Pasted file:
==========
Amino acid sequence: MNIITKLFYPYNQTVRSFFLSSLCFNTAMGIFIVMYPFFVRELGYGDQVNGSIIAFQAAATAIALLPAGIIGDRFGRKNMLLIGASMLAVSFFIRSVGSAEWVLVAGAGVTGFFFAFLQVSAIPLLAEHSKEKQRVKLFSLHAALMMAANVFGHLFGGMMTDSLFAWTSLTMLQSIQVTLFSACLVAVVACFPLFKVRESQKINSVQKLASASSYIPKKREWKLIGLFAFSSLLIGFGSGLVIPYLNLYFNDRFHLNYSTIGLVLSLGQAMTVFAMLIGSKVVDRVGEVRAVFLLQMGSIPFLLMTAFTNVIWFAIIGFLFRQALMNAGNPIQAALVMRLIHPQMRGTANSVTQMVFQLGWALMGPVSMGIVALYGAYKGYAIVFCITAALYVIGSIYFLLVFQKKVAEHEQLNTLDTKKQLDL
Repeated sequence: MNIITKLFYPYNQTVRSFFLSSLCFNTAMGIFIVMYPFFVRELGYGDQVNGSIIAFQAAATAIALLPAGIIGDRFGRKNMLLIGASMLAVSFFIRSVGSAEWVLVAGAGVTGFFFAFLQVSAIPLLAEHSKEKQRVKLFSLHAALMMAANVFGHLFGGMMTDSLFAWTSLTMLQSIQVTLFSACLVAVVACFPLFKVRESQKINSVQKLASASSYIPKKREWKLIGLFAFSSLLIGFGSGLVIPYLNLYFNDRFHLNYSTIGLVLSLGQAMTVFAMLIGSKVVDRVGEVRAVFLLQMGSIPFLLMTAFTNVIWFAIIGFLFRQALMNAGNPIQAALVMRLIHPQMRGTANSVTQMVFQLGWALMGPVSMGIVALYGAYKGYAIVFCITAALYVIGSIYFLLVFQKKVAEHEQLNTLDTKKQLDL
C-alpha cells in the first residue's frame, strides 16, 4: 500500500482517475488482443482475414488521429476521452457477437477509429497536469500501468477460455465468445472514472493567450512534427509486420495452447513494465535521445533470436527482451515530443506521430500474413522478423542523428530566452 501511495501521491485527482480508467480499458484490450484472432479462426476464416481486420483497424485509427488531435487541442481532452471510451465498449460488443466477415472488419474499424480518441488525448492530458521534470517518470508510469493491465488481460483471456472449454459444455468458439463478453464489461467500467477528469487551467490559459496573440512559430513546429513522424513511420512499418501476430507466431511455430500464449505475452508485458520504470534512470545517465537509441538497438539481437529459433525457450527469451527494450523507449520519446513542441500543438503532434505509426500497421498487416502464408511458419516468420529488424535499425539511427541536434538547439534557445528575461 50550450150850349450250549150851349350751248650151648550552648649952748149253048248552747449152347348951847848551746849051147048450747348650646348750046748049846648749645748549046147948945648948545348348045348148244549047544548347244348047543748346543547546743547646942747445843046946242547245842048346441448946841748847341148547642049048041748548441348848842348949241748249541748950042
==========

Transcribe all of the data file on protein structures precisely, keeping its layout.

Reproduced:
Amino acid sequence: MNIITKLFYPYNQTVRSFFLSSLCFNTAMGIFIVMYPFFVRELGYGDQVNGSIIAFQAAATAIALLPAGIIGDRFGRKNMLLIGASMLAVSFFIRSVGSAEWVLVAGAGVTGFFFAFLQVSAIPLLAEHSKEKQRVKLFSLHAALMMAANVFGHLFGGMMTDSLFAWTSLTMLQSIQVTLFSACLVAVVACFPLFKVRESQKINSVQKLASASSYIPKKREWKLIGLFAFSSLLIGFGSGLVIPYLNLYFNDRFHLNYSTIGLVLSLGQAMTVFAMLIGSKVVDRVGEVRAVFLLQMGSIPFLLMTAFTNVIWFAIIGFLFRQALMNAGNPIQAALVMRLIHPQMRGTANSVTQMVFQLGWALMGPVSMGIVALYGAYKGYAIVFCITAALYVIGSIYFLLVFQKKVAEHEQLNTLDTKKQLDL
Repeated sequence: MNIITKLFYPYNQTVRSFFLSSLCFNTAMGIFIVMYPFFVRELGYGDQVNGSIIAFQAAATAIALLPAGIIGDRFGRKNMLLIGASMLAVSFFIRSVGSAEWVLVAGAGVTGFFFAFLQVSAIPLLAEHSKEKQRVKLFSLHAALMMAANVFGHLFGGMMTDSLFAWTSLTMLQSIQVTLFSACLVAVVACFPLFKVRESQKINSVQKLASASSYIPKKREWKLIGLFAFSSLLIGFGSGLVIPYLNLYFNDRFHLNYSTIGLVLSLGQAMTVFAMLIGSKVVDRVGEVRAVFLLQMGSIPFLLMTAFTNVIWFAIIGFLFRQALMNAGNPIQAALVMRLIHPQMRGTANSVTQMVFQLGWALMGPVSMGIVALYGAYKGYAIVFCITAALYVIGSIYFLLVFQKKVAEHEQLNTLDTKKQLDL
C-alpha cells in the first residue's frame, strides 16, 4: 500500500482517475488482443482475414488521429476521452457477437477509429497536469500501468477460455465468445472514472493567450512534427509486420495452447513494465535521445533470436527482451515530443506521430500474413522478423542523428530566452 501511495501521491485527482480508467480499458484490450484472432479462426476464416481486420483497424485509427488531435487541442481532452471510451465498449460488443466477415472488419474499424480518441488525448492530458521534470517518470508510469493491465488481460483471456472449454459444455468458439463478453464489461467500467477528469487551467490559459496573440512559430513546429513522424513511420512499418501476430507466431511455430500464449505475452508485458520504470534512470545517465537509441538497438539481437529459433525457450527469451527494450523507449520519446513542441500543438503532434505509426500497421498487416502464408511458419516468420529488424535499425539511427541536434538547439534557445528575461 50550450150850349450250549150851349350751248650151648550552648649952748149253048248552747449152347348951847848551746849051147048450747348650646348750046748049846648749645748549046147948945648948545348348045348148244549047544548347244348047543748346543547546743547646942747445843046946242547245842048346441448946841748847341148547642049048041748548441348848842348949241748249541748950042